A friend gave me a 926 (same innard, but for Tmobile instead of Verizon, slightly different shell) for Christmas though and sad to say, it's just not as useful as Android for daily use. No app support means you're kinda just stuck in the past. But, and this is a big but - I STILL whip it out for the excellent camera often! It's so much nicer than my stupid Moto E, which is slower than molasses at every single thing. But the WinPhone is still terrible for web and social use, even the keyboard feels outdated compared to SwiftKey. It sucks. I miss it.
  6. dualkelly

    dualkelly TS Booster Posts: 70   +52

    I think you may want to check your information. Windows has backdoor built into it specifically for the FBI and law enforcement agencies including their window phone operating systems. Microsoft cooperates with all law enforcement agencies to build in back doors. Microsoft fanboys often overlook this little nugget. The reason law enforcement has to ask google for information is because the cell phones are so well encrypted they just cant pull any data off it without a little bit of help. FBI has been lambasting google and Apple for cell phone encryption that is to hard to break into. This information in the article can also be found from your cellphone services provider by cell tower information.
  7. JaredTheDragon

    JaredTheDragon TS Guru Posts: 566   +374

    Oh, I haven't overlooked these things. I'll one-up you: all these huge tech companies are founded and funded directly by Langley. Gates, Zucky, Jobs, Musk - they're all assets and agents for TPTB. They're fake people. They don't have nearly that much wealth, it's just reported so. Frontmen. Con-men. The companies don't promote tech progress, they promote surveillance chiefly and all other benefits are secondary or tertiary. How do you get a tracking device planted on every single person? Get them to buy it and put it in their pockets.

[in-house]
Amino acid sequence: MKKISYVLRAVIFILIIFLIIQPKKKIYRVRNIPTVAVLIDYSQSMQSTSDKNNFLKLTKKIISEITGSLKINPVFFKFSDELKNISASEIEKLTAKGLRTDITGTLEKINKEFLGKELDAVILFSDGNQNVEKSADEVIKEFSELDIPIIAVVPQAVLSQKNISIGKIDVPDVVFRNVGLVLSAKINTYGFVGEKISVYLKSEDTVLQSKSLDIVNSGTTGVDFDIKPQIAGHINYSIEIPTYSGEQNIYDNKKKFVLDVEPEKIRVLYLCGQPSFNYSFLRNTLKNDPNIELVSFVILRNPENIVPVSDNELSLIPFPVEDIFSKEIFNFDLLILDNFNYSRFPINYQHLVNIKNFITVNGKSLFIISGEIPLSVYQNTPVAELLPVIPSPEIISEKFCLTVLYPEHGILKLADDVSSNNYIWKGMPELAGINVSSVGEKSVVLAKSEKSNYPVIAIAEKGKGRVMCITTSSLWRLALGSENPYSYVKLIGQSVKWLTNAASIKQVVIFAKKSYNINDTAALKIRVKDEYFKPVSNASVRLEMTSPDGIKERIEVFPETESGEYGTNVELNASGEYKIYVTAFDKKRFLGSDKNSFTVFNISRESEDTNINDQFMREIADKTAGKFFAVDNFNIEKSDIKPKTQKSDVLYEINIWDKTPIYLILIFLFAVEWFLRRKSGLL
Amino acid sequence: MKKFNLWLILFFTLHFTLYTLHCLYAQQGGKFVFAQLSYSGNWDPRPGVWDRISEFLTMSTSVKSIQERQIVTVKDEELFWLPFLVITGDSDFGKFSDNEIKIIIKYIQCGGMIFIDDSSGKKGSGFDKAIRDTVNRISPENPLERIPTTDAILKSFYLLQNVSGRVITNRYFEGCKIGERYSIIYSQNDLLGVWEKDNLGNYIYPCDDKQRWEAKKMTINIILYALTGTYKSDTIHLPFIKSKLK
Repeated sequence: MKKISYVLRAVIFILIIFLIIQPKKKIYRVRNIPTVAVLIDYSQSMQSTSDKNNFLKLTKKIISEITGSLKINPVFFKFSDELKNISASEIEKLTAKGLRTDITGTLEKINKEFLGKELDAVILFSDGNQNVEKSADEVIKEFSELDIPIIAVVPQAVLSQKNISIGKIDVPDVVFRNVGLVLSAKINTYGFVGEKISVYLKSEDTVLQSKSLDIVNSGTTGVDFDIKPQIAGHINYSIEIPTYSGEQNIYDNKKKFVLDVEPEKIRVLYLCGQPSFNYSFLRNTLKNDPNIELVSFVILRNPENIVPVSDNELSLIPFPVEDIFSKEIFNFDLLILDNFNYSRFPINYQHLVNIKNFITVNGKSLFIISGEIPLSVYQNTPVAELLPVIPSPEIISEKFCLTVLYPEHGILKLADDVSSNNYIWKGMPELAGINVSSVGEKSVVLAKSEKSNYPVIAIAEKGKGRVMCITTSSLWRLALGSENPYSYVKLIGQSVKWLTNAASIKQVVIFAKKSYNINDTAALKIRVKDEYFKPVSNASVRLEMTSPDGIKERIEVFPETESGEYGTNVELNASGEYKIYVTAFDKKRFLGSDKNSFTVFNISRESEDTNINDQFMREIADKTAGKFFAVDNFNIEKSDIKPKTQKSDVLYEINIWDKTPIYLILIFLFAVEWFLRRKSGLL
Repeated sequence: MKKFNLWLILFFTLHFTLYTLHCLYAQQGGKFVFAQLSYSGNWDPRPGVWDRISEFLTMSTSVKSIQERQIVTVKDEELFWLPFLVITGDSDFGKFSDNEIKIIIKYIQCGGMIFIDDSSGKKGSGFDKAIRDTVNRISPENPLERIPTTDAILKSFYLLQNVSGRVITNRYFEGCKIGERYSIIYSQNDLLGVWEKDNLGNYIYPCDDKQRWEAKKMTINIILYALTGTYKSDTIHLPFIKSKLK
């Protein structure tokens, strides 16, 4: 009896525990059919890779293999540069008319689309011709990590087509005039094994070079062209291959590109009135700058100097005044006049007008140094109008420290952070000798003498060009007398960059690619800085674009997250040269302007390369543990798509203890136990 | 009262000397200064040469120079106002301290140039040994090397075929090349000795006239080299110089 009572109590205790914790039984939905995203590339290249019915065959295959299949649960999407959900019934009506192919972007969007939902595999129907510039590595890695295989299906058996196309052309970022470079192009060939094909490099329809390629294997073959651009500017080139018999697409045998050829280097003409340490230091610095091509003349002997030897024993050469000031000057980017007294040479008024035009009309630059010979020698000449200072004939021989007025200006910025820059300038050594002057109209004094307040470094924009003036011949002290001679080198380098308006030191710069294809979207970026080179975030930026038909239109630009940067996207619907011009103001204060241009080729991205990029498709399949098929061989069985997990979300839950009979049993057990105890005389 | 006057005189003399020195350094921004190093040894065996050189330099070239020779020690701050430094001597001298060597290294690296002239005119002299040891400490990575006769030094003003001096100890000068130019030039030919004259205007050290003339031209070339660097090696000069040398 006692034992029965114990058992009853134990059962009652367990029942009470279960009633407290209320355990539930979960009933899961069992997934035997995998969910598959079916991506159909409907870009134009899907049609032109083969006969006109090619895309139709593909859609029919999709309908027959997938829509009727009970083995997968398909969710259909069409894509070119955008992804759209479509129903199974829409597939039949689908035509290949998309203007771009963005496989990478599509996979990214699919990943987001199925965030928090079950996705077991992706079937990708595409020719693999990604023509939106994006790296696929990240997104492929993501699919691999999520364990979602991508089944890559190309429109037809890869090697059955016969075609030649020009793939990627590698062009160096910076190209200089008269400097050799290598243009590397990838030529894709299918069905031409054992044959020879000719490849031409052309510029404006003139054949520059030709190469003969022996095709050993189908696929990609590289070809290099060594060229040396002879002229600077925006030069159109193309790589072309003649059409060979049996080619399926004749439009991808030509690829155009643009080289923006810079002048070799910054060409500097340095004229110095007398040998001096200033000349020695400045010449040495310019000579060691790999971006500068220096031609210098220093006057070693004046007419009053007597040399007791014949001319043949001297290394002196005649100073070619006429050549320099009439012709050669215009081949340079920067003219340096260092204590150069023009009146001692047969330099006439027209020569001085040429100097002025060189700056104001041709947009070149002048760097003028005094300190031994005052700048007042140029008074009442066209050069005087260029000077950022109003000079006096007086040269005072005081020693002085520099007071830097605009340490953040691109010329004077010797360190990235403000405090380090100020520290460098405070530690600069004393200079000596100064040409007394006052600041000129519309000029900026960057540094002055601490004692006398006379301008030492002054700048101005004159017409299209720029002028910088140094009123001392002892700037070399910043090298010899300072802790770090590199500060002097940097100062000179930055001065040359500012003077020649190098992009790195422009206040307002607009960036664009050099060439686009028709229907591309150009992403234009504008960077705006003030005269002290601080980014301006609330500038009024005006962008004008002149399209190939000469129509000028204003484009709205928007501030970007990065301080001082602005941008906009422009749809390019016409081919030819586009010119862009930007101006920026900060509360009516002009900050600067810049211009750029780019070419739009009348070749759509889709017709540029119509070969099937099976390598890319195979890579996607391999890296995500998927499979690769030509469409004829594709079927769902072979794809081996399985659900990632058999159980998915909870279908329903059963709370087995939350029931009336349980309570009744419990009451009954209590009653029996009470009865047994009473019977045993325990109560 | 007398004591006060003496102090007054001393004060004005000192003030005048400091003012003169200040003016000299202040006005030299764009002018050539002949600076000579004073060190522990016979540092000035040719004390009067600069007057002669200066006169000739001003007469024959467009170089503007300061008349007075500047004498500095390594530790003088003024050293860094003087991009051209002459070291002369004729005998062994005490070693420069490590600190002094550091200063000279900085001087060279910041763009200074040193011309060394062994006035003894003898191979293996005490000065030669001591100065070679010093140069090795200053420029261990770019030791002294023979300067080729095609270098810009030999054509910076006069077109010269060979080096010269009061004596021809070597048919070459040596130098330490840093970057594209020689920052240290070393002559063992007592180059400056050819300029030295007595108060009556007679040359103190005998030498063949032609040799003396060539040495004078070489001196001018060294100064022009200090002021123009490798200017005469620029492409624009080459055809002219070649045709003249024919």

Windows itself is wide open to these things as well, I don't care how "secure" they pretend it is. The only reason I enjoyed the WinPhone so much more was due to the phone itself and the camera. It was physically nicer than my (crappy) Android. The camera app, Nokia's one, was better than the apps I've used on my Android. And the menu system itself was better too - until similar tile-based ones emerged on Android, which are almost as good. No Live Tiles but whatever. Icons should have died with WinPhone's emergence, yet here we are. The good stuff, tossed to the wayside.
  8. dogofwars

    dogofwars TS Addict Posts: 175   +71

    When you think that peoples where scared when it was about implementing themselves with a chip but they do on their own volition with a cellphone but with a lot more function than a chip under their skins could ever provide. It is ironic but even more frightening, that is why it is important to fight for your privacy.

    You think you have nothing to hide but it is not what you have to hide but what you can show that can put you in trouble just because you were somewhere near. You could be driving by and just because you were in the vicinity if a murder happened close by you are guilty by association etc.. It just take a few seconds and you were where the murder happened therefore it is you!?

    Peoples don't think about it because they have not thought of all the possibilities and don't understand why they get caught in the process. I think those corporations and polices don't really understand the full ramification that they are dealing with those "next generation" technologies and even less the population.